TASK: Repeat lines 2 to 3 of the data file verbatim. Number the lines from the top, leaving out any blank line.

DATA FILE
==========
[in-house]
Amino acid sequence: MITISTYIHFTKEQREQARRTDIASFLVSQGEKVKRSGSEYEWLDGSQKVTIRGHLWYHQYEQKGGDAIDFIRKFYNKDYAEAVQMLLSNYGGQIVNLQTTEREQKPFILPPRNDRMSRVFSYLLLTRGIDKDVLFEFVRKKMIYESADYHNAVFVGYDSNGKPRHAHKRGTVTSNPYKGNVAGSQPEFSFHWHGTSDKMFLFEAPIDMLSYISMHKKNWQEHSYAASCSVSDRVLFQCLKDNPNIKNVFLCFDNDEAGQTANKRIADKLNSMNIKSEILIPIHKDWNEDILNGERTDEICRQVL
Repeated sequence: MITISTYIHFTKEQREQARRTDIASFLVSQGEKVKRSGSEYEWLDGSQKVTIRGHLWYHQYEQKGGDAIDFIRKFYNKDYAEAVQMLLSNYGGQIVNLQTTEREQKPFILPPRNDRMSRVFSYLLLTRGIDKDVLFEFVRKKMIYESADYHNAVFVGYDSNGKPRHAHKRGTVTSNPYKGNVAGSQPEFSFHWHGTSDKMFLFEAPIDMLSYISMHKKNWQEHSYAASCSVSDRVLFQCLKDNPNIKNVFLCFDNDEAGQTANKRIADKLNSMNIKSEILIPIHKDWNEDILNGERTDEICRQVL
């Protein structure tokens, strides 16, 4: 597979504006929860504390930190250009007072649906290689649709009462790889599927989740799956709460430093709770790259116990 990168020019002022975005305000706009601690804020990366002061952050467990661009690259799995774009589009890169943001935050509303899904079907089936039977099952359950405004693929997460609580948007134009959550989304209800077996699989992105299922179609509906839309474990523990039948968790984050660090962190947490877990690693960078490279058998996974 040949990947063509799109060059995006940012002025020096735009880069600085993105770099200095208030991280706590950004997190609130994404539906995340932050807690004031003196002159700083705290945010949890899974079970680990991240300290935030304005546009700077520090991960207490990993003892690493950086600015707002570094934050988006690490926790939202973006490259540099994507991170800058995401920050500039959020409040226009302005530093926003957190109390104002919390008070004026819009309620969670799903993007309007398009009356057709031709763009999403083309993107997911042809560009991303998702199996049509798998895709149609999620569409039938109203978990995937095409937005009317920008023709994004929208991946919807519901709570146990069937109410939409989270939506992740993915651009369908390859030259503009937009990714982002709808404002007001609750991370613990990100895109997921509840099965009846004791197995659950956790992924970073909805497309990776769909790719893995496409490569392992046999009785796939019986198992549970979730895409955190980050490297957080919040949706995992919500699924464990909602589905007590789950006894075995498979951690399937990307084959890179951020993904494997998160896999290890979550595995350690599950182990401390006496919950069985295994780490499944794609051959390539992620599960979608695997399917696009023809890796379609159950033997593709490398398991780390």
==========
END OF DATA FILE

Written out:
Amino acid sequence: MITISTYIHFTKEQREQARRTDIASFLVSQGEKVKRSGSEYEWLDGSQKVTIRGHLWYHQYEQKGGDAIDFIRKFYNKDYAEAVQMLLSNYGGQIVNLQTTEREQKPFILPPRNDRMSRVFSYLLLTRGIDKDVLFEFVRKKMIYESADYHNAVFVGYDSNGKPRHAHKRGTVTSNPYKGNVAGSQPEFSFHWHGTSDKMFLFEAPIDMLSYISMHKKNWQEHSYAASCSVSDRVLFQCLKDNPNIKNVFLCFDNDEAGQTANKRIADKLNSMNIKSEILIPIHKDWNEDILNGERTDEICRQVL
Repeated sequence: MITISTYIHFTKEQREQARRTDIASFLVSQGEKVKRSGSEYEWLDGSQKVTIRGHLWYHQYEQKGGDAIDFIRKFYNKDYAEAVQMLLSNYGGQIVNLQTTEREQKPFILPPRNDRMSRVFSYLLLTRGIDKDVLFEFVRKKMIYESADYHNAVFVGYDSNGKPRHAHKRGTVTSNPYKGNVAGSQPEFSFHWHGTSDKMFLFEAPIDMLSYISMHKKNWQEHSYAASCSVSDRVLFQCLKDNPNIKNVFLCFDNDEAGQTANKRIADKLNSMNIKSEILIPIHKDWNEDILNGERTDEICRQVL